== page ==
A year later, the Papal Academy of Sciences called a meeting on the topic and I was asked to go as part of an American delegation of four people. The topic was, in fact, the medical issues surrounding a nuclear conflagration, and I was asked to write the paper that the Pope would subsequently sign and distribute to the leaders of the nuclear powers. Members of the meeting at the Papal Academy were asked to call on President Reagan, Prime Minister Thatcher, Mitterand of France, and Brezhnev in... in Russia, and I was a part of the group of four that called on President Reagan. Victor Weisskopf, Professor of Physics at MIT, David Baltimore, Professor of Biology at that time at MIT and subsequent Nobel Prize winner, and Marshall Nirenberg, also a Nobel laureate at the National Institutes of Health, and I called on the President, along with the papal nuncio. The President was not very comfortable with our visit. We weren't asked to sit down; we stood. Because I was the only physician present, Vicky Weisskopf, the head of our group, said to the President that they had asked me, as the physician, to carry the Pope's message to him. I apologized to the President for personalizing the message. There had been an assassination attempt on his life, his, President Reagan's life, a year before and he had been hospitalized at the George Washington University Hospital in the emergency room, initially. And I said to him, 'Mr President, it... I apologized for making this so personal, but it's my impression from all that I've read in the papers that your life was saved by the group of doctors and nurses and other personnel at the GW Hospital'. He said, 'Undoubtedly that's true'. I said, 'Further, it's my impression from what I know about emergency rooms that were there three or four people in your condition brought to the hospital simultaneously, the resources of the institution would've been stretched beyond capacity, and there would've been no way to intervene on behalf of all four'. And he said, 'That doesn't surprize me'. I said, 'The Department of Defence has released figures that indicate that in the event of a 1 megaton weapon exploding over the White House, that as many as 300,000 or 400,000 people would be killed immediately, and many more rendered in desperate need of medical attention, and the George Washington University Hospital would cease to would cease to exist as would other institutions where such people might go'. There was silence. The President then said something about Armageddon, I'm not sure quite what, but he thanked me for my presentation. We were ushered out a back door and we went out. One of the members of our group knew that there was a large group of people from the press waiting to interview us, and so we went around to the... to the front door of the West Wing and went in and were greeted by the press where we described this event, and the... description of all but the personal exchange that I've just mentioned was headline news in the newspapers the next day.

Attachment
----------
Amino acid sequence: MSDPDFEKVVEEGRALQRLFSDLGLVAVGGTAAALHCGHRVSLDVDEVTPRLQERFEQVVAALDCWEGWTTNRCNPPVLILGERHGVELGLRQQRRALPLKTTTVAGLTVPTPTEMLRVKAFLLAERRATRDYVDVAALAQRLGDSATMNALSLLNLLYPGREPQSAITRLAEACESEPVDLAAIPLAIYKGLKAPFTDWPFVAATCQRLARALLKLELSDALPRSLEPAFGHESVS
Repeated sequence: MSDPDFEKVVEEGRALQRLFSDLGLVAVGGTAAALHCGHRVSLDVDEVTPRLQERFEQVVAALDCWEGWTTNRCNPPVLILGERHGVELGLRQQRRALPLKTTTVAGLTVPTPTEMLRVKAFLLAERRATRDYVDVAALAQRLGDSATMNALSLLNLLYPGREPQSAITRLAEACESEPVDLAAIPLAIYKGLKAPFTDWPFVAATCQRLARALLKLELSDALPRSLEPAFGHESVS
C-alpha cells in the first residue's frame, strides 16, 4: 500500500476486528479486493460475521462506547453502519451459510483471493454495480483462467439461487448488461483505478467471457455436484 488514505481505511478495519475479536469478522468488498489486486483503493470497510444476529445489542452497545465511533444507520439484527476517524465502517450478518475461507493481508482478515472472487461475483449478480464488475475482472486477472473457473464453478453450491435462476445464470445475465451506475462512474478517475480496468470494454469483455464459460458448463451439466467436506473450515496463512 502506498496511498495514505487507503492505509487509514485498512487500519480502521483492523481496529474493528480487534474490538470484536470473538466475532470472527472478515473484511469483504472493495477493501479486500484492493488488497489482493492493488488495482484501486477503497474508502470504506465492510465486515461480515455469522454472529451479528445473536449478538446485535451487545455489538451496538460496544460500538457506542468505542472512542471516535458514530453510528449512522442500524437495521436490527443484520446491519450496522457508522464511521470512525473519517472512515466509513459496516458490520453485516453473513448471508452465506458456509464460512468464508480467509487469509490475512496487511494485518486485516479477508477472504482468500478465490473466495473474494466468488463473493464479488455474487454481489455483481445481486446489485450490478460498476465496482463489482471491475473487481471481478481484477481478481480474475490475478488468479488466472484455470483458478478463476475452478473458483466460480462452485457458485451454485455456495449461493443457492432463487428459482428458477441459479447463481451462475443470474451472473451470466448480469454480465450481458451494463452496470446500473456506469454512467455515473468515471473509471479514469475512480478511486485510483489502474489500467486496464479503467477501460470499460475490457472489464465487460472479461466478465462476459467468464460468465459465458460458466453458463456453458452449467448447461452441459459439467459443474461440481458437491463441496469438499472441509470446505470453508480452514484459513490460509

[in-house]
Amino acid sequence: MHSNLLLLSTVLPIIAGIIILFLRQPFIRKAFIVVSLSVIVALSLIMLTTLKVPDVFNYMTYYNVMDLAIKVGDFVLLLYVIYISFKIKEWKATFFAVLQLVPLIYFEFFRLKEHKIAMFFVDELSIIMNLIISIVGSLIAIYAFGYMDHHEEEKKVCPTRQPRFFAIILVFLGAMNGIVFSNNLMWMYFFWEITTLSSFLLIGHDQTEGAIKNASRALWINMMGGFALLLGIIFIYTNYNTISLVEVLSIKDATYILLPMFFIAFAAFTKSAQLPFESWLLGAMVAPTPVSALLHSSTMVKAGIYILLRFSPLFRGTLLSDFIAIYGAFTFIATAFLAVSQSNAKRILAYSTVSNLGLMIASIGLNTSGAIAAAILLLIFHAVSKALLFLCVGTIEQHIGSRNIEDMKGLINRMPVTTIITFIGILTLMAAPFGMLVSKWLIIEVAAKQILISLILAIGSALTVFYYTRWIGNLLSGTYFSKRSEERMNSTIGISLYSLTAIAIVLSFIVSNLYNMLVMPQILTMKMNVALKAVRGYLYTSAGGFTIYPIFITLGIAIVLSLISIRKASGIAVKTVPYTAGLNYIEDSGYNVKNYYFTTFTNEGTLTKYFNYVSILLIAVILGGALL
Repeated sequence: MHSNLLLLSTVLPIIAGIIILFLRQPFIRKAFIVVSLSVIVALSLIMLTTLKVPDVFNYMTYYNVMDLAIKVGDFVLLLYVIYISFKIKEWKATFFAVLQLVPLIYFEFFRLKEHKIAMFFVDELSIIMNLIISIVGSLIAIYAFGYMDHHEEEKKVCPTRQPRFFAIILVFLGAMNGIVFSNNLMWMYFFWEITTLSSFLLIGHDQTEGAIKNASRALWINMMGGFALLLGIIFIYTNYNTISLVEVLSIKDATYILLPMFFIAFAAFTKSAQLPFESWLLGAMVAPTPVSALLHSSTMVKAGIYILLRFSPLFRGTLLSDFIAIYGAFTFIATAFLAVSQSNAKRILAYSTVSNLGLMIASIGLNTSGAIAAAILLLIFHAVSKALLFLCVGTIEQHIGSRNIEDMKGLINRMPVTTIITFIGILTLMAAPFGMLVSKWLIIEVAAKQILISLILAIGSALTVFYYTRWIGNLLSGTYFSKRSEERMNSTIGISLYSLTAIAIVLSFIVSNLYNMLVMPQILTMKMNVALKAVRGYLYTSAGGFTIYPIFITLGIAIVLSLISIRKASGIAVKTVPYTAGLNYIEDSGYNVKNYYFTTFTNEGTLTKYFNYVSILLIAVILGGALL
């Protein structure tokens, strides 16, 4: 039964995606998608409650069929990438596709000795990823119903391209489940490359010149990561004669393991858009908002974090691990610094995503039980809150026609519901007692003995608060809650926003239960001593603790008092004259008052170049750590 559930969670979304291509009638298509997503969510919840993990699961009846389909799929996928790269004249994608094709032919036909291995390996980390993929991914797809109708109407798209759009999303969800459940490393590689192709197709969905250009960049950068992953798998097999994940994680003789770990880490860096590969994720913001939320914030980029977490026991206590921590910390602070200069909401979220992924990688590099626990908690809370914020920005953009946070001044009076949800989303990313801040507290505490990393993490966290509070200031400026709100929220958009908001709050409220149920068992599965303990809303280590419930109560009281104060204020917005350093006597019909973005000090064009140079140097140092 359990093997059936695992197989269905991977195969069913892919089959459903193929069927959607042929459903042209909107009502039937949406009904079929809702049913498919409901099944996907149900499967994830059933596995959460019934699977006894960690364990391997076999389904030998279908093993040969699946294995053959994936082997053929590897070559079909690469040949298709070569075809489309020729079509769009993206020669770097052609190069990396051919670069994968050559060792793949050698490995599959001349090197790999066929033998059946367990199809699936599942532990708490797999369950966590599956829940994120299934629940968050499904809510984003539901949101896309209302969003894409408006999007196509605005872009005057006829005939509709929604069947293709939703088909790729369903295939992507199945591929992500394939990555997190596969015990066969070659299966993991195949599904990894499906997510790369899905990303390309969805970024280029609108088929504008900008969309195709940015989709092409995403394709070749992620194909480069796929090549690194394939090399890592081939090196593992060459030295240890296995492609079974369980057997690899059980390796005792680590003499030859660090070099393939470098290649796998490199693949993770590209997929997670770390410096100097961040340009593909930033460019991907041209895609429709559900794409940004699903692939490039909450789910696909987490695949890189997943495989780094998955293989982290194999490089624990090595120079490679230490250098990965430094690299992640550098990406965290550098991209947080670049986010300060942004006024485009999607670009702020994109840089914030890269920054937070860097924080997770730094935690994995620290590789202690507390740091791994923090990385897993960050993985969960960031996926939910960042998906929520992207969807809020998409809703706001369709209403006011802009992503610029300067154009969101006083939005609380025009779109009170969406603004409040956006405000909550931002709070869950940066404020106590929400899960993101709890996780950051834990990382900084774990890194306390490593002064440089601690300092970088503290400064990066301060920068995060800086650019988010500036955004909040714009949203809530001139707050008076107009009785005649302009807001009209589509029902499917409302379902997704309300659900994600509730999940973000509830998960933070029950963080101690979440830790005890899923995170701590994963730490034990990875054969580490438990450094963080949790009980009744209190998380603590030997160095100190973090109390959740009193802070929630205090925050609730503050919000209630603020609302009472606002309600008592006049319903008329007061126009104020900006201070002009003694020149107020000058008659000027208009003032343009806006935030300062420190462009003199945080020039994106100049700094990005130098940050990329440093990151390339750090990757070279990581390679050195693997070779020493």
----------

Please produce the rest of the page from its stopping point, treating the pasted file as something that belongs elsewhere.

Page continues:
I continued to work on that problem, along with colleagues, and I think that group that included Bernard Lown and others from this area, Herbert Abrams from Stanford, did have a profound effect.